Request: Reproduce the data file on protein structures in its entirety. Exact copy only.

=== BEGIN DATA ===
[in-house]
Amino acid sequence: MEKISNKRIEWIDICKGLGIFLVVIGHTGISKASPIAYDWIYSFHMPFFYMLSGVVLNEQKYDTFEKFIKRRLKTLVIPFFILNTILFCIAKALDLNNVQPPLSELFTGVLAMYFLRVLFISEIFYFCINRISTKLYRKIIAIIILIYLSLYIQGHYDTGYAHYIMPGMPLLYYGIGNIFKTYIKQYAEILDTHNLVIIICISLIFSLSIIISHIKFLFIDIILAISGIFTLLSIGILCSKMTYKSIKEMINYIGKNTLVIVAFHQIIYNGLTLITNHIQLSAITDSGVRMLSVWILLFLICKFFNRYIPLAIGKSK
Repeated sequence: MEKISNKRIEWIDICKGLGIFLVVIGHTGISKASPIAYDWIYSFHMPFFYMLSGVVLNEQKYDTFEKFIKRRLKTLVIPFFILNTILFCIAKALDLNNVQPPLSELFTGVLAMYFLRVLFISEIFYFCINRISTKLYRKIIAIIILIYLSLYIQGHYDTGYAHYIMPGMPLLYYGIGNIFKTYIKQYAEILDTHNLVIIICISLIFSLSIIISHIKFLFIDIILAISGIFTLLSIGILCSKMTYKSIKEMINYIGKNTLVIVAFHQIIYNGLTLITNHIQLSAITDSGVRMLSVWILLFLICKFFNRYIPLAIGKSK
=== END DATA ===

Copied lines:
[in-house]
Amino acid sequence: MEKISNKRIEWIDICKGLGIFLVVIGHTGISKASPIAYDWIYSFHMPFFYMLSGVVLNEQKYDTFEKFIKRRLKTLVIPFFILNTILFCIAKALDLNNVQPPLSELFTGVLAMYFLRVLFISEIFYFCINRISTKLYRKIIAIIILIYLSLYIQGHYDTGYAHYIMPGMPLLYYGIGNIFKTYIKQYAEILDTHNLVIIICISLIFSLSIIISHIKFLFIDIILAISGIFTLLSIGILCSKMTYKSIKEMINYIGKNTLVIVAFHQIIYNGLTLITNHIQLSAITDSGVRMLSVWILLFLICKFFNRYIPLAIGKSK
Repeated sequence: MEKISNKRIEWIDICKGLGIFLVVIGHTGISKASPIAYDWIYSFHMPFFYMLSGVVLNEQKYDTFEKFIKRRLKTLVIPFFILNTILFCIAKALDLNNVQPPLSELFTGVLAMYFLRVLFISEIFYFCINRISTKLYRKIIAIIILIYLSLYIQGHYDTGYAHYIMPGMPLLYYGIGNIFKTYIKQYAEILDTHNLVIIICISLIFSLSIIISHIKFLFIDIILAISGIFTLLSIGILCSKMTYKSIKEMINYIGKNTLVIVAFHQIIYNGLTLITNHIQLSAITDSGVRMLSVWILLFLICKFFNRYIPLAIGKSK